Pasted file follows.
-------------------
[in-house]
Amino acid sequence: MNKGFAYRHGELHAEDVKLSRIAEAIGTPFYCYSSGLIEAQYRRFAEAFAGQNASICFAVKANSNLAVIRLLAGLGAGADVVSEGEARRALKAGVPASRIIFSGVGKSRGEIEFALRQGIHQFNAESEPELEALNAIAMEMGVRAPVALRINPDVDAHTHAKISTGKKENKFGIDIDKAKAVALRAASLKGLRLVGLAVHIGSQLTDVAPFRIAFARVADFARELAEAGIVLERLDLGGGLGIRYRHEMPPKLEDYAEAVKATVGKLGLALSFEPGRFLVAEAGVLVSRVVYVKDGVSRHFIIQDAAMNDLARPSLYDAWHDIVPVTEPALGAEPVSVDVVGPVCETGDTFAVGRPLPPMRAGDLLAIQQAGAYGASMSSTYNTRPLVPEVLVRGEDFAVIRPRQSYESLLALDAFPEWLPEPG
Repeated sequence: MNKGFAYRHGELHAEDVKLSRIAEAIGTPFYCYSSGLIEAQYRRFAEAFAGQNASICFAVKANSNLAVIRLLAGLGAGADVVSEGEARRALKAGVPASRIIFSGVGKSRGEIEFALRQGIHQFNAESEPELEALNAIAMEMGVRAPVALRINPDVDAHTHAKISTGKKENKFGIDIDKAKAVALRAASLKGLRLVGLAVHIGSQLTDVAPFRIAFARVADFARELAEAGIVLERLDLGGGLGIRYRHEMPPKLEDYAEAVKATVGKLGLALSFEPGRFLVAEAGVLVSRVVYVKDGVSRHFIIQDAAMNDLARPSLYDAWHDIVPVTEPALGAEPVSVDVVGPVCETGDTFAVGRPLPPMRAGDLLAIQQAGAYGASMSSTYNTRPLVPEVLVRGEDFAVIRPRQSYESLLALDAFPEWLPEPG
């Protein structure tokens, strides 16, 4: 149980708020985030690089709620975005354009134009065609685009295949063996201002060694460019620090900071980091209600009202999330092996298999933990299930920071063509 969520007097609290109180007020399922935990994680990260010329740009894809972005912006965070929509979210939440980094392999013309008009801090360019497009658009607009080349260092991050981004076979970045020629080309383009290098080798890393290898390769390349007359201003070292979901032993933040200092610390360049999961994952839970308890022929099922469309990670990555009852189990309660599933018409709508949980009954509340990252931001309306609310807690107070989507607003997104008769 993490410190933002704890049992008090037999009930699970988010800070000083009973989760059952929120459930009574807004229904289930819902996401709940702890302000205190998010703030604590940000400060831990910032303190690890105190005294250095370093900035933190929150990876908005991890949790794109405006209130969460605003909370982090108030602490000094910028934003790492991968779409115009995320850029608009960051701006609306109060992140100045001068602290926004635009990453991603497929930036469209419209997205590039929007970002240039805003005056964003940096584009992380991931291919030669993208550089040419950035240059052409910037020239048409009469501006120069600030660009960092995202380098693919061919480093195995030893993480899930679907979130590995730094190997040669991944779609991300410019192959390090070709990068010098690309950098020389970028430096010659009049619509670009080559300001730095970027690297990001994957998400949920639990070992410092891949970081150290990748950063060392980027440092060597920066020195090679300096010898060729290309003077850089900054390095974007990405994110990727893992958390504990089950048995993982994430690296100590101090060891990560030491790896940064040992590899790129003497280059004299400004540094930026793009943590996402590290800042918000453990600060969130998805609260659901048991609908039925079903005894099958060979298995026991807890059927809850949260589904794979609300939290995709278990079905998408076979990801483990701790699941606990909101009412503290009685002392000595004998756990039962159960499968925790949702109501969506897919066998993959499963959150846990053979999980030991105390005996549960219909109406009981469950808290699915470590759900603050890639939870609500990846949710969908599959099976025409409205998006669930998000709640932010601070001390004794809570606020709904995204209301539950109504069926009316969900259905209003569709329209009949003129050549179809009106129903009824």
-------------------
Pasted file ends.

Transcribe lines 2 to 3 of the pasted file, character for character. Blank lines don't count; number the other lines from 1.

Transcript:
Amino acid sequence: MNKGFAYRHGELHAEDVKLSRIAEAIGTPFYCYSSGLIEAQYRRFAEAFAGQNASICFAVKANSNLAVIRLLAGLGAGADVVSEGEARRALKAGVPASRIIFSGVGKSRGEIEFALRQGIHQFNAESEPELEALNAIAMEMGVRAPVALRINPDVDAHTHAKISTGKKENKFGIDIDKAKAVALRAASLKGLRLVGLAVHIGSQLTDVAPFRIAFARVADFARELAEAGIVLERLDLGGGLGIRYRHEMPPKLEDYAEAVKATVGKLGLALSFEPGRFLVAEAGVLVSRVVYVKDGVSRHFIIQDAAMNDLARPSLYDAWHDIVPVTEPALGAEPVSVDVVGPVCETGDTFAVGRPLPPMRAGDLLAIQQAGAYGASMSSTYNTRPLVPEVLVRGEDFAVIRPRQSYESLLALDAFPEWLPEPG
Repeated sequence: MNKGFAYRHGELHAEDVKLSRIAEAIGTPFYCYSSGLIEAQYRRFAEAFAGQNASICFAVKANSNLAVIRLLAGLGAGADVVSEGEARRALKAGVPASRIIFSGVGKSRGEIEFALRQGIHQFNAESEPELEALNAIAMEMGVRAPVALRINPDVDAHTHAKISTGKKENKFGIDIDKAKAVALRAASLKGLRLVGLAVHIGSQLTDVAPFRIAFARVADFARELAEAGIVLERLDLGGGLGIRYRHEMPPKLEDYAEAVKATVGKLGLALSFEPGRFLVAEAGVLVSRVVYVKDGVSRHFIIQDAAMNDLARPSLYDAWHDIVPVTEPALGAEPVSVDVVGPVCETGDTFAVGRPLPPMRAGDLLAIQQAGAYGASMSSTYNTRPLVPEVLVRGEDFAVIRPRQSYESLLALDAFPEWLPEPG